Litigation Alert: Court Explains the Circumstances in Which an Employer May Invoke the Attorney-Client Privilege When Communications are Neither Authored By Nor Addressed To Counsel

Date: Jun 18, 2010

In Lewis v. Wells Fargo & Co., Case No. C-08-02670 CW (N.D. Cal. Mar. 12, 2010), the U.S. District Court for the Northern District of California clarified the application of the attorney client privilege to documents that were neither authored by nor addressed to counsel. Confidential documents created by company employees to assist company counsel are protected by the attorney-client privilege even if the document is not addressed to counsel as long as the employee understands the intended use of the document.

Wells Fargo reclassified many of its employees as "non-exempt" under the Fair Labor Standards Act ("FLSA"), which means they must be paid overtime. After the reclassification, several employees filed a class-action lawsuit seeking back pay they claimed Wells Fargo owed them for work done before the reclassification.

During discovery, Wells Fargo refused to produce documents from internal audits conducted to determine the proper classification of certain positions. Plaintiffs argued that the audit documents were not protected merely because counsel was copied on the communications or because counsel requested the audits to be conducted.

To determine whether certain audit documents were protected by the attorney-client privilege, the court stated that the appropriate inquiry is whether: (1) the communication was within the scope of the employee's corporate duties; (2) the employee was made aware that the information provided was intended to enable counsel to provide legal advice; and (3) the communication was confidential.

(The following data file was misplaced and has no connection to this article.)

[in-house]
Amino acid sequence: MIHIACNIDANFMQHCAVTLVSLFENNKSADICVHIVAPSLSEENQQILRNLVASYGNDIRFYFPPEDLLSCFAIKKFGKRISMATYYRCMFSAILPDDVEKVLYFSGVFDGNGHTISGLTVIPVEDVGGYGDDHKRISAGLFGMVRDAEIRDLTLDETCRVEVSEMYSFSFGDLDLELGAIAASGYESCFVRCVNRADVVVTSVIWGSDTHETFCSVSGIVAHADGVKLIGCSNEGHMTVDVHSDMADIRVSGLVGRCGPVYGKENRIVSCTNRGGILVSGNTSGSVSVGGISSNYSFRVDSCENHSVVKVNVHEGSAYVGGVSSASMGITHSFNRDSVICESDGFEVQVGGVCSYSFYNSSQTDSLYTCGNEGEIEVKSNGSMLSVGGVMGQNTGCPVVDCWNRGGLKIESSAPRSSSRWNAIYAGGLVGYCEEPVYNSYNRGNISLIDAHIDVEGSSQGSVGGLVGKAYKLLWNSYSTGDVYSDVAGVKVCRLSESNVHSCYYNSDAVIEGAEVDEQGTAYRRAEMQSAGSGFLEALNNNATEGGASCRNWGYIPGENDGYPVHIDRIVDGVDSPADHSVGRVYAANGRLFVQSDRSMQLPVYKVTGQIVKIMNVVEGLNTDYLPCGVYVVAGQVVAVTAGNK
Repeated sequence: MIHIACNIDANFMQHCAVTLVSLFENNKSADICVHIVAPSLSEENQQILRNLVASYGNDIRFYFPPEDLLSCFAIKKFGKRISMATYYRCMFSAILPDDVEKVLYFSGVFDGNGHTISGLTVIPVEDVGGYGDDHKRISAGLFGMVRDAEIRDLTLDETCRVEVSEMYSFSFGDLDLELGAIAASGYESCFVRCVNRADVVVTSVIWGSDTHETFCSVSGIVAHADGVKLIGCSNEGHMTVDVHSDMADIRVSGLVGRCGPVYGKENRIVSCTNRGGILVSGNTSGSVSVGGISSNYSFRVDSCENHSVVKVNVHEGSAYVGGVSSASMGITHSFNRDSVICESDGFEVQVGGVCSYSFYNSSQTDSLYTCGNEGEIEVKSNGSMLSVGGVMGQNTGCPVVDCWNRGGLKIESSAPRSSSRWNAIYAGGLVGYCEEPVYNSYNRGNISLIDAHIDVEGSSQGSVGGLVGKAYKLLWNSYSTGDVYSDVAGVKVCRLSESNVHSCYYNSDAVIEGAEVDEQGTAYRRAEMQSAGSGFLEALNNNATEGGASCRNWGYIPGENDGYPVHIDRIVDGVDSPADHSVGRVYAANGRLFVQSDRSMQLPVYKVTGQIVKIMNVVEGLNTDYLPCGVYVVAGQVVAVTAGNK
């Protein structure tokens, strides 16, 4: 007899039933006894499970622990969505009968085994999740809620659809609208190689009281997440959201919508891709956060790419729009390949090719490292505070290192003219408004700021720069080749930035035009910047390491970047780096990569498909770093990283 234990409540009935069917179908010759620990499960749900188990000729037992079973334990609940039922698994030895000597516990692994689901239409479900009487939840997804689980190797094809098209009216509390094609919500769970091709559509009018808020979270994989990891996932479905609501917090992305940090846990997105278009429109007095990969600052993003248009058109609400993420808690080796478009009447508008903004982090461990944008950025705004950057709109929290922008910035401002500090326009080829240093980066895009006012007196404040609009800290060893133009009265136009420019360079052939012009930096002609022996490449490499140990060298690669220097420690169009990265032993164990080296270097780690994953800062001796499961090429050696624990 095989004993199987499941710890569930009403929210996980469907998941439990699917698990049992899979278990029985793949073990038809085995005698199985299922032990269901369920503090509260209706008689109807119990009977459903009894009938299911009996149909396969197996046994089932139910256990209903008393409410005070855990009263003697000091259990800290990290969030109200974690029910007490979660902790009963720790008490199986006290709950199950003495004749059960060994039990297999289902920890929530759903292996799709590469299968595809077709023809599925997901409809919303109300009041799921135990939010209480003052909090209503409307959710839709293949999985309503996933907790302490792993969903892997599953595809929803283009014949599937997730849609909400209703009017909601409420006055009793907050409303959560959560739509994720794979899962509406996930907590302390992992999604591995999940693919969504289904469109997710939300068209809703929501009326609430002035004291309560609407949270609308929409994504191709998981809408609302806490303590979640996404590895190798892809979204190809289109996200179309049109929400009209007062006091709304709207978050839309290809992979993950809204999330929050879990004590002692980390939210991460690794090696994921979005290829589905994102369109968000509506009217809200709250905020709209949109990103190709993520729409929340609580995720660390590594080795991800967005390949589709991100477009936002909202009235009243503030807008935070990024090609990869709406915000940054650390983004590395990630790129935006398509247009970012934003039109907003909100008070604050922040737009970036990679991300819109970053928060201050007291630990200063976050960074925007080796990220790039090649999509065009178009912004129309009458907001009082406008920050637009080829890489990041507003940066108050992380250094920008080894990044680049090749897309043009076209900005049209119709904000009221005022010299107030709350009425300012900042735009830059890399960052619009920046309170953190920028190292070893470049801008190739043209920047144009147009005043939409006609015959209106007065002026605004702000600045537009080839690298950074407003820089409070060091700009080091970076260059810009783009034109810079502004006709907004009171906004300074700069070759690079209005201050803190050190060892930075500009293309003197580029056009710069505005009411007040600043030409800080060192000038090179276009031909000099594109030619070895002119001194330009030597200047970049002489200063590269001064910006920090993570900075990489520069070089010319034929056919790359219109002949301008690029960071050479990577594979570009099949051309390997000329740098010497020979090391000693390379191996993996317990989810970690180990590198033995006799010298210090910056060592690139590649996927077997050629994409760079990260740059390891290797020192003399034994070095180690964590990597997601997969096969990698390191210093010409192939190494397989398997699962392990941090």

Using this standard, the court held that communications among Wells Fargo's compensation group and human resources department regarding the FLSA audits and documents created by the compensation group summarizing the findings of the FLSA investigation were protected by the attorney-client privilege. However, questionnaires providing information about job duties were not protected by the attorney-client privilege because employees completing the questionnaires were not notified that the surveys would be used to obtain legal advice regarding FLSA compliance.

The court determined that the difference between protected and non-protected documents turned on whether the author of the documents knew that the information requested from the audits would be used to obtain legal advice.

For more information on Fair Labor Internal Audits please see: Client Alert: WHD Tells Stakeholders: "We Can Help." Better Watch Out If You're an Employer, However.

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